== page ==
The aluminum honeycomb panels are CNC perforated into individual parts, laid out to minimize waste. The scarfed wing tips and windshield formers incorporate fiberglass honeycomb sandwich materials. Some 6061 aluminum gussets are added to reinforce areas like tail cone attachments and doorposts. Commercial-grade Avdel pop rivets are supplied in the kit, rather than leaving it to builders to source them, assuring uniform quality. Square steel tubing is used in the overhead carry-through structure. Two wing spars, aided by a third partial spar for the ailerons, are made of 2.5-inch .063 aluminum tubing, with a tubular machined insert reinforcing the front spar’s high-stress areas. The wing’s steel V-frame lift struts attach to the lower fuselage behind the cabin doors, giving easy access. One-piece jury struts are made from the ubiquitous CNC-cut aluminum honeycomb sandwich, streamlined with wood fairings.

The Chipper’s wing spars, ribs and associated hardware, laid out for inspection by the FAA’s National Kit Evaluation Team.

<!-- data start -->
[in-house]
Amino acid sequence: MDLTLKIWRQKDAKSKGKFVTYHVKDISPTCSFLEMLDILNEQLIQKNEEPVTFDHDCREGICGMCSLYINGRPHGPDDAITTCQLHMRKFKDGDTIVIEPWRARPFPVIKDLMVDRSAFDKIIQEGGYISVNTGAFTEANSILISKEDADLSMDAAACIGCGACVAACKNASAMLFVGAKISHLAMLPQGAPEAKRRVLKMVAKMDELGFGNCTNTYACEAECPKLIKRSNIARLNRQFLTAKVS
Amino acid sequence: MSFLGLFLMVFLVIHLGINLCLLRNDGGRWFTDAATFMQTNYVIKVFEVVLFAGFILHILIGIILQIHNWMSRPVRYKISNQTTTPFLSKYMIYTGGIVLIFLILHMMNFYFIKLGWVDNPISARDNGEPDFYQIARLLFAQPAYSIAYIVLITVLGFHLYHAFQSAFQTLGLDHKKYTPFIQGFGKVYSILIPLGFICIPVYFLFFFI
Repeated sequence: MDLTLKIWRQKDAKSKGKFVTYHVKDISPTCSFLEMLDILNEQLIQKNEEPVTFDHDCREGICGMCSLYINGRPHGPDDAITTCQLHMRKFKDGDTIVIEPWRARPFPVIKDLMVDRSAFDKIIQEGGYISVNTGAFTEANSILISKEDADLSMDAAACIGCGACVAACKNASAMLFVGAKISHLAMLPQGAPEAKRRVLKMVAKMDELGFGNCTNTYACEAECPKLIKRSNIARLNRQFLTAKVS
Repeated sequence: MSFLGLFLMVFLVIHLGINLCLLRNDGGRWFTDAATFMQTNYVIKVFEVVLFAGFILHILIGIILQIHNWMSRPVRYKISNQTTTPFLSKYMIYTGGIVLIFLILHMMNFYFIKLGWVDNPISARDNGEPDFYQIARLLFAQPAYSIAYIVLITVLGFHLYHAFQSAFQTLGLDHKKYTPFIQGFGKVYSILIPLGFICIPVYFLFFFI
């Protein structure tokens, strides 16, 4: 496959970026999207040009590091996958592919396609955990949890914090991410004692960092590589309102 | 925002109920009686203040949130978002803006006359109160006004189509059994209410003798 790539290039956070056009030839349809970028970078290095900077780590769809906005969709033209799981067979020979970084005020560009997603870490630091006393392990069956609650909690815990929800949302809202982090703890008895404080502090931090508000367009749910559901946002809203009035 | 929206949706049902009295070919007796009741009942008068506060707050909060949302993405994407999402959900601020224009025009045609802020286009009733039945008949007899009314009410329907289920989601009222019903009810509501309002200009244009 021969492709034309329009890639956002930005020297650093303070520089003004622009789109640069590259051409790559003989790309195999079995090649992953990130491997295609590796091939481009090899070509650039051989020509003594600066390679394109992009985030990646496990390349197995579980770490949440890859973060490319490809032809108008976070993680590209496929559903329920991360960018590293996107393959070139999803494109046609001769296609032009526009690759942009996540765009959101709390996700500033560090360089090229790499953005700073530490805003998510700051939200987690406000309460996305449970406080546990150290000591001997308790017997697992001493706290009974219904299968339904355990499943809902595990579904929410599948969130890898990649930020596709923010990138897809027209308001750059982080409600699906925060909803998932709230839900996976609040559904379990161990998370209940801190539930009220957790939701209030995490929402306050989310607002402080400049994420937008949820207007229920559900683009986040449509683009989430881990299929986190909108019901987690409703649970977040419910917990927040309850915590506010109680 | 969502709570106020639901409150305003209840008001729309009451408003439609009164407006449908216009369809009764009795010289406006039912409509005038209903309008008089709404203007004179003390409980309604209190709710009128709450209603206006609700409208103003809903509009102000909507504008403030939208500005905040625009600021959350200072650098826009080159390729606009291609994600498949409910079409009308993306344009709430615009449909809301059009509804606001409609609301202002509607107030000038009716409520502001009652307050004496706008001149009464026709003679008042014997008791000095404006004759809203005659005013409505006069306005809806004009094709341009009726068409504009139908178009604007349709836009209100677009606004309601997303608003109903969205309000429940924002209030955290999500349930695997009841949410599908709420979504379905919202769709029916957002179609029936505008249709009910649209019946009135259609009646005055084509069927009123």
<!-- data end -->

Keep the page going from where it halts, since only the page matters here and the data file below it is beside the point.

The cabin area is largely built up from honeycomb aluminum parts, reinforced by sheet-aluminum gussets. The aft fuselage is framed by square aluminum tubing with honeycomb aluminum formers and is covered with .016 aluminum sheet.

The Chipper’s landing gear uses solid machined 7075-T6 aluminum spring struts for low-maintenance shock absorbing, but it also incorporates a forward drag link. Wiebe’s prototype airplane had been outfitted with 21-inch tires, grafted onto MATCO 6-inch wheels and brakes, to facilitate his off-road desires. An 8.00×6 tire is standard. A steerable full-swivel MATCO non-pneumatic tailwheel was under the rudder, mounted on aluminum leaf springs. The standard fuel system uses two 17-gallon wing tanks, and an optional 12-gallon auxiliary tank may be installed in the baggage area behind the seats. If desired, wing folding may be included by installing quick-disconnect fittings; the wing flaps must be shortened at the inboard edge to accommodate folding.